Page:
A note on sources and credits
As far as possible photographs that are not mine are posted here with permission; thank you to all contributors to 'Jet & Prop', especially photographers Tad Dippel, Neil Cotten and Nico Charpentier, the editor of the magnificent 'Avions' magazine Michel Ledet and Jean-Yves Lorant, author, researcher and archivist at the Service Historique de la Défense, Paris. Images from the IWM and Roger Freeman collections are published here under the terms of a Creative Commons Attribution Non Commercial Licence. Occasionally some images on this site have been 'reposted' from facebook or ebay. They are used non-commercially in an educational context to depict historical events. If such is deemed necessary they can be removed on simple request. Contact me at falkeeins at aol.com. All rights reserved.
Saturday, 23 April 2016
501st FG Iwo Jima 25 March 1945
Dark chapter in air war history - the last 300 Japanese on Iwo Jima silently attacked the P-51 pilots sleeping in their tents - nearly 3 dozen pilots died before the Japanese were all eliminated.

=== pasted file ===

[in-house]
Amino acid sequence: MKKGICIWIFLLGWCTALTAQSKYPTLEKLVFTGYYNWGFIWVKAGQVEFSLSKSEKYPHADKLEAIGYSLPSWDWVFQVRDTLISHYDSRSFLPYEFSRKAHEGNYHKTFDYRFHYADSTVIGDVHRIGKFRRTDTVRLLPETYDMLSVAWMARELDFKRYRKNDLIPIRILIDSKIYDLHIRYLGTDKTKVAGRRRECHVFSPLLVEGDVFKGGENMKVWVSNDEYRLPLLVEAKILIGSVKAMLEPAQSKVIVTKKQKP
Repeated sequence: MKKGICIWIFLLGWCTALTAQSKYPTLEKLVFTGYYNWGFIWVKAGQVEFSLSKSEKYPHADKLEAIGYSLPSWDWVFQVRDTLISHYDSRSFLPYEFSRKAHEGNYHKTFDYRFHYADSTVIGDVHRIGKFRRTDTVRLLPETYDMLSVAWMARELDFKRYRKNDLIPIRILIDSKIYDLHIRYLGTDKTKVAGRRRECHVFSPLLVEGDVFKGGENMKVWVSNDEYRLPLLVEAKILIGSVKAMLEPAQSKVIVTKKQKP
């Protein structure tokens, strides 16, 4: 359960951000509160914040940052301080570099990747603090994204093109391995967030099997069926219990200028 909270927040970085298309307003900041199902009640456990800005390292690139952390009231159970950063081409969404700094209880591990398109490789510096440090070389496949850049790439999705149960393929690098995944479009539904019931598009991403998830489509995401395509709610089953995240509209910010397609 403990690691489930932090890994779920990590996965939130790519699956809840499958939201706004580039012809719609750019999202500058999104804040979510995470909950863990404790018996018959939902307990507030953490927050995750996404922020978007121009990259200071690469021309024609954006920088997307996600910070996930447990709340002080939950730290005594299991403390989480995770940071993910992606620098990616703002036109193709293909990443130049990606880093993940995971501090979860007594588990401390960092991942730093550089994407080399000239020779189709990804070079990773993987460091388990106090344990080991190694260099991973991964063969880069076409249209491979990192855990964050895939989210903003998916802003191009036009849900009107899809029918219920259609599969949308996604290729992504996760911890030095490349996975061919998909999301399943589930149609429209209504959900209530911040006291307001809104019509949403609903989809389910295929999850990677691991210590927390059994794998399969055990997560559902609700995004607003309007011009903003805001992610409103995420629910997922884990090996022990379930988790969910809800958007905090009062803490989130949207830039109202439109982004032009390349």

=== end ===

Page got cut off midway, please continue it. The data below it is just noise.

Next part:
"...It was the evening of 25 March, D+34, and the amphibious assault on the rocky fortress of Iwo Jima finally appeared over. The island grew strangely quiet. There were far fewer illumination shells. In the flickering false light, some saw shadowy figures, moving south, towards the airfield. General Schmidt received the good news that the 5th Marine Division had snuffed out the final enemy cave in 'The Gorge' on the evening of D+34. But even as the corps commander prepared his announcement declaring the end of organized resistance on Iwo Jima, a very well-organized enemy force emerged from northern caves and infiltrated down the length of the island. This final spasm of Japanese opposition still reflected the influence of Kuribayashi's tactical discipline. The 300-man force took all night to move into position around the island's now vulnerable rear base area, the tents occupied by freshly arrived Army pilots of VII Fighter Command, adjacent to Airfield No. 1. The counter-attacking force achieved total surprise, falling on the sleeping pilots out of the darkness with swords, grenades, and automatic weapons. The fighting was as vicious and bloody as any that occurred in Iwo Jima's many arenas. The surviving pilots and members of the 5th Pioneer Battalion improvised a skirmish line and launched a counterattack of their own. Seabees and elements of the redeploying 28th Marines joined the fray. There were few suicides among the Japanese; most died in place, grateful to strike one final blow for the Emperor. Sunrise revealed the awful carnage: 300 dead Japanese; more than 100 slain pilots, Seabees, and pioneers; and another 200 American wounded. It was a grotesque closing chapter to five continuous weeks of savagery...."